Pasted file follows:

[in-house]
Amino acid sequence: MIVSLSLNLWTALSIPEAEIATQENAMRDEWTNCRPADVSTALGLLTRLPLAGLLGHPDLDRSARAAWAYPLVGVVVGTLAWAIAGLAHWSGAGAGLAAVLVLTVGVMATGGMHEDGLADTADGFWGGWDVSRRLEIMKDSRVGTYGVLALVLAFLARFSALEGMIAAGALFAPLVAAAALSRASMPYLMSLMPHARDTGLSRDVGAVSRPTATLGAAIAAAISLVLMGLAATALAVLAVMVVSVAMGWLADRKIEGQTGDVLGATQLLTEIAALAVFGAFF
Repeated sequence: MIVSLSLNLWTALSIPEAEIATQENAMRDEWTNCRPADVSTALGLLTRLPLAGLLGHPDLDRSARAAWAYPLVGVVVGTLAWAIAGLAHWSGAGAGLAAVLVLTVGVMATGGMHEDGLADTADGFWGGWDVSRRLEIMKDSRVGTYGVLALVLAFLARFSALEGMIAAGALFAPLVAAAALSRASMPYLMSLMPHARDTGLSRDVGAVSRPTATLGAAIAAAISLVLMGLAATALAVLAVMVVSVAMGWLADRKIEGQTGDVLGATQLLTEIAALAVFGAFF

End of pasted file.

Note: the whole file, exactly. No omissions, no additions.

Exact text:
[in-house]
Amino acid sequence: MIVSLSLNLWTALSIPEAEIATQENAMRDEWTNCRPADVSTALGLLTRLPLAGLLGHPDLDRSARAAWAYPLVGVVVGTLAWAIAGLAHWSGAGAGLAAVLVLTVGVMATGGMHEDGLADTADGFWGGWDVSRRLEIMKDSRVGTYGVLALVLAFLARFSALEGMIAAGALFAPLVAAAALSRASMPYLMSLMPHARDTGLSRDVGAVSRPTATLGAAIAAAISLVLMGLAATALAVLAVMVVSVAMGWLADRKIEGQTGDVLGATQLLTEIAALAVFGAFF
Repeated sequence: MIVSLSLNLWTALSIPEAEIATQENAMRDEWTNCRPADVSTALGLLTRLPLAGLLGHPDLDRSARAAWAYPLVGVVVGTLAWAIAGLAHWSGAGAGLAAVLVLTVGVMATGGMHEDGLADTADGFWGGWDVSRRLEIMKDSRVGTYGVLALVLAFLARFSALEGMIAAGALFAPLVAAAALSRASMPYLMSLMPHARDTGLSRDVGAVSRPTATLGAAIAAAISLVLMGLAATALAVLAVMVVSVAMGWLADRKIEGQTGDVLGATQLLTEIAALAVFGAFF